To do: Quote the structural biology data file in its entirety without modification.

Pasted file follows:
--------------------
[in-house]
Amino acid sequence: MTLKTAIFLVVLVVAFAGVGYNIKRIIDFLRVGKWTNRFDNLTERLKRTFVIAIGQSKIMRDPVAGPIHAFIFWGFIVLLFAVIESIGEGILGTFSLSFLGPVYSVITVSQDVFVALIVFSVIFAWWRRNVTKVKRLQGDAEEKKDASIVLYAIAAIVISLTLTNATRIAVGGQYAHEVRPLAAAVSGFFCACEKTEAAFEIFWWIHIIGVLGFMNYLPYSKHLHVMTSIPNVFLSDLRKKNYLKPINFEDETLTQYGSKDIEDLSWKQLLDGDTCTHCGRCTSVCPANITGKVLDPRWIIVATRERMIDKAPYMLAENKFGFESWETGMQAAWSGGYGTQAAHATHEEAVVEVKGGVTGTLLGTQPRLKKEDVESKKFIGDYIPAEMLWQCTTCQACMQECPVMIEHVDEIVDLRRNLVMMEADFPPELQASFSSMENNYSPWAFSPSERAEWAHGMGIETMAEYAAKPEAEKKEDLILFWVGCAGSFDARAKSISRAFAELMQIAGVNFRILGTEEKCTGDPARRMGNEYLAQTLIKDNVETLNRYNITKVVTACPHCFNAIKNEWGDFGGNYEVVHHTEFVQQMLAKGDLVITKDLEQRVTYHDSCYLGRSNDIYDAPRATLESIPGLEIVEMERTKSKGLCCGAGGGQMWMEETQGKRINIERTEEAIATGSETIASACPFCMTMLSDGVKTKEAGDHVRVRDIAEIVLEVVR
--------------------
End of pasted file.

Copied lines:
[in-house]
Amino acid sequence: MTLKTAIFLVVLVVAFAGVGYNIKRIIDFLRVGKWTNRFDNLTERLKRTFVIAIGQSKIMRDPVAGPIHAFIFWGFIVLLFAVIESIGEGILGTFSLSFLGPVYSVITVSQDVFVALIVFSVIFAWWRRNVTKVKRLQGDAEEKKDASIVLYAIAAIVISLTLTNATRIAVGGQYAHEVRPLAAAVSGFFCACEKTEAAFEIFWWIHIIGVLGFMNYLPYSKHLHVMTSIPNVFLSDLRKKNYLKPINFEDETLTQYGSKDIEDLSWKQLLDGDTCTHCGRCTSVCPANITGKVLDPRWIIVATRERMIDKAPYMLAENKFGFESWETGMQAAWSGGYGTQAAHATHEEAVVEVKGGVTGTLLGTQPRLKKEDVESKKFIGDYIPAEMLWQCTTCQACMQECPVMIEHVDEIVDLRRNLVMMEADFPPELQASFSSMENNYSPWAFSPSERAEWAHGMGIETMAEYAAKPEAEKKEDLILFWVGCAGSFDARAKSISRAFAELMQIAGVNFRILGTEEKCTGDPARRMGNEYLAQTLIKDNVETLNRYNITKVVTACPHCFNAIKNEWGDFGGNYEVVHHTEFVQQMLAKGDLVITKDLEQRVTYHDSCYLGRSNDIYDAPRATLESIPGLEIVEMERTKSKGLCCGAGGGQMWMEETQGKRINIERTEEAIATGSETIASACPFCMTMLSDGVKTKEAGDHVRVRDIAEIVLEVVR